Nairobi — The UN Environment Programme (UNEP) today paid tribute to Dr. Francoise Burhenne-Guilmin, a tireless advocate of the conservation of the environment, who has passed away after a long illness.
Francoise had worked as Senior Counsel of the International Union for the Conservation of Nature's Environmental Law Centre(ELC) in Bonn since 1999, following on from decades of legal work in environmental conservation.
"Much has been and will be said about Francoise, both as a person and a pioneering professional in the field of environmental law," said UN Under Secretary General and UNEP Executive Director Achim Steiner. "For Francoise, the development and evolution of environmental law seemed as much of a calling as an exercise in intellectual rigour."
"Countless individuals benefited from her guidance and mentoring over the years, giving rise to literally generations of environmental law professionals now working across the globe," he added. "It is in the many minds and hearts that she touched with her generous nature and personality that a part of her legacy lives on."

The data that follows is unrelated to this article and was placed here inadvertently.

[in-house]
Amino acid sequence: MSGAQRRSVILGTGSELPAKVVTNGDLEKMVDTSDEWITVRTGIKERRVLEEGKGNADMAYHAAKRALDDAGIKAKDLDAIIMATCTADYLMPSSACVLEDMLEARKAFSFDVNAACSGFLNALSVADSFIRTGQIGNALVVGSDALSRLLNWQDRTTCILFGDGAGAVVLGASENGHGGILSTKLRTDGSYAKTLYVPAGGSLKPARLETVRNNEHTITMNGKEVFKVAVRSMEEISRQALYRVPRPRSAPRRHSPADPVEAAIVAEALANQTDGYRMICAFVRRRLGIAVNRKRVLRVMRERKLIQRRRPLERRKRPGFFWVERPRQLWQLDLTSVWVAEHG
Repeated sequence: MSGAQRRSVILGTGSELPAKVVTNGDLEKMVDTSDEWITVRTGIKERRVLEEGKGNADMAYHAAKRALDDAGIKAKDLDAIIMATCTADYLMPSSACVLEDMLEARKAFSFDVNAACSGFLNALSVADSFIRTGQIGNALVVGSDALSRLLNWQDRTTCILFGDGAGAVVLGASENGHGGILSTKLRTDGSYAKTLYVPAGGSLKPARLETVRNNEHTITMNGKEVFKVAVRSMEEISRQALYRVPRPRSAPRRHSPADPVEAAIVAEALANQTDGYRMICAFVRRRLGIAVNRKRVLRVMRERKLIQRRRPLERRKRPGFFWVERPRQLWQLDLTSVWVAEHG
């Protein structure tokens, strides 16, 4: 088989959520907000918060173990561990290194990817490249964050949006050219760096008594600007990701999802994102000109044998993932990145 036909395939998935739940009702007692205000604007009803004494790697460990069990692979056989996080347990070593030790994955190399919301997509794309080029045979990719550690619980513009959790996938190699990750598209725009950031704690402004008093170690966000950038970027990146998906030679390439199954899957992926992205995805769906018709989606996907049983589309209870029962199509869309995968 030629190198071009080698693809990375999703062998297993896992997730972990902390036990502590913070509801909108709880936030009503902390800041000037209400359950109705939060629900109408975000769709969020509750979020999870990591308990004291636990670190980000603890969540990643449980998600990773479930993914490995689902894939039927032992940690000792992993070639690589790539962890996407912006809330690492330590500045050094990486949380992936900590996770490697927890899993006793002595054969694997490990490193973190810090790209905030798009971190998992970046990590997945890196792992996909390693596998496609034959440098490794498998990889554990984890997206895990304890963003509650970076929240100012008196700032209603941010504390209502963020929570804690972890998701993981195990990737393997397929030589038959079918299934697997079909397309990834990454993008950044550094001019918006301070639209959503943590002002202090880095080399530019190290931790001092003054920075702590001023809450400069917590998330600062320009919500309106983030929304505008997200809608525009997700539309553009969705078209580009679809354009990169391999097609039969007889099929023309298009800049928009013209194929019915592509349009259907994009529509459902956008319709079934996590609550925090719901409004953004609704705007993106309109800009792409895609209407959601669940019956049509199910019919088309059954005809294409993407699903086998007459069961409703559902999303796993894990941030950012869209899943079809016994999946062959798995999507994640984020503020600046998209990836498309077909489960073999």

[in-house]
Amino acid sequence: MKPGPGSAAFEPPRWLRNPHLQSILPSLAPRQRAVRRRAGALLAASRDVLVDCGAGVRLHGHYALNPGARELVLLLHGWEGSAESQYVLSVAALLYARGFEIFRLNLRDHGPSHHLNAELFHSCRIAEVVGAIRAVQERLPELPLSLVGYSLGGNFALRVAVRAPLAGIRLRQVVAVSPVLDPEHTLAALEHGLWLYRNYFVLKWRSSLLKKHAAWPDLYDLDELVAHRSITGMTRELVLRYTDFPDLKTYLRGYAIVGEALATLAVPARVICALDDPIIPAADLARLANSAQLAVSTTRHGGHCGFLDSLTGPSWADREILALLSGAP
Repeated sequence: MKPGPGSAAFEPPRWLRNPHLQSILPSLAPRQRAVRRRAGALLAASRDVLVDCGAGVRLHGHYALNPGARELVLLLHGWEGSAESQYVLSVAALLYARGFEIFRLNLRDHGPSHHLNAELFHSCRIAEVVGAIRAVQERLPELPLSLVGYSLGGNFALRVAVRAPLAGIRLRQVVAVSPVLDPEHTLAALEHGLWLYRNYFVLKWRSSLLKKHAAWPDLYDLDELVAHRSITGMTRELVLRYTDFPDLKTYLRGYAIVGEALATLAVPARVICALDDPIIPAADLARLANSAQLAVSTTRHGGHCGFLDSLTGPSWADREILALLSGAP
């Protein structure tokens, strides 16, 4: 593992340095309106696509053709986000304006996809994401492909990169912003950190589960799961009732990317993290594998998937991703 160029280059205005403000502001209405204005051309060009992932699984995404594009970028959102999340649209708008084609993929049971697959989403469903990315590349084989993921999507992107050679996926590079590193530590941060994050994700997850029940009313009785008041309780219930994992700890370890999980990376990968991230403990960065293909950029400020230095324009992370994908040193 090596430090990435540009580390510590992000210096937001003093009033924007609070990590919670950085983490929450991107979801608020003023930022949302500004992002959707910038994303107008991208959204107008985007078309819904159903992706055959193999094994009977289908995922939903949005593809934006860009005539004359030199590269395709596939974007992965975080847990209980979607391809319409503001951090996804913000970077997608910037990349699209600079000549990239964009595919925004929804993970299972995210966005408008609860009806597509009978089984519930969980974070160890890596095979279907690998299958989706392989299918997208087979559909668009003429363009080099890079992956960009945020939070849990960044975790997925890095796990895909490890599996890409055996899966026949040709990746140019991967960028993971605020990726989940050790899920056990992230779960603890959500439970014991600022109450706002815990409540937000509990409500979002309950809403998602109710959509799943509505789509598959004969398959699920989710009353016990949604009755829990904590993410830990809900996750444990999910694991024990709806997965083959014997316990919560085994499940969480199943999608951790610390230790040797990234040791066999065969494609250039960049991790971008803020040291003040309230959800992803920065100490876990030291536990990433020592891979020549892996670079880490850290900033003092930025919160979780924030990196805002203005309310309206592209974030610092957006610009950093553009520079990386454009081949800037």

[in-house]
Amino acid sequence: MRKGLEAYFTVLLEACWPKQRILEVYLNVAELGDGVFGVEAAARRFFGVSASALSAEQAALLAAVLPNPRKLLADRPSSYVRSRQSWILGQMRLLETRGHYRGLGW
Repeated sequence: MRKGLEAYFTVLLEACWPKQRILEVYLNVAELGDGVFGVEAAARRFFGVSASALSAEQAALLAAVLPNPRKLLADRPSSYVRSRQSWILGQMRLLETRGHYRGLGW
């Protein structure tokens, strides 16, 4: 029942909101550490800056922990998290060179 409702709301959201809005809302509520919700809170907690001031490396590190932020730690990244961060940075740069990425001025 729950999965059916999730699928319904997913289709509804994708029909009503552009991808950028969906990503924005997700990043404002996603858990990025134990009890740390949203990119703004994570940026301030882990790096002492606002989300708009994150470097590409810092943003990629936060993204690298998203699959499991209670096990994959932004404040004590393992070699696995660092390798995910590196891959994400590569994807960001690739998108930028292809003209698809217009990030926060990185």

"May she rest in peace as we honour her by continuing to build on what she left for us," Mr. Steiner said.
After graduation as a Doctor in Law at the University of Brussels in 1966, Françoise was appointed Secretary to the IUCN Commission on Legislation. From 1970 to 1972 she worked as Legal Officer and in 1973 became Head of the ELC, the position she held until 1999. From that time onwards she worked as Senior Counsel to the three consecutive directors of the ELC.
Françoise was instrumental in drafting and elaborating a number of international conventions, agreements and instruments, such as the African Convention for the Conservation of Nature and Natural Resources, the Convention on International Trade in Endangered Species of Wild Fauna and Flora (CITES); the Convention on the Conservation of Migratory Species of Wild Animals (CMS); the World Charter for Nature; the ASEAN Agreement on the Conservation of Nature and Natural Resources; and the Convention on Biological Diversity.
Her real passion was the development of technical capacities through access to information on environmental law and policy. That is why already in the 1970s, she initiated the Environmental Law Information System (ELIS), presented at the Stockholm Conference, which over the years evolved into the far more sophisticated online information system ECOLEX, the Gateway to Environmental Law.
Her lifelong contribution to environmental law was acknowledged through many recognitions, distinctions and awards such as the Better World Society Medal for Protection of the Global Environment (1989), UNEP's Sasakawa Prize along with her husband Dr. Wolfgang Burhenne (1991), and the Elizabeth Haub Prize for Environmental Law (2008).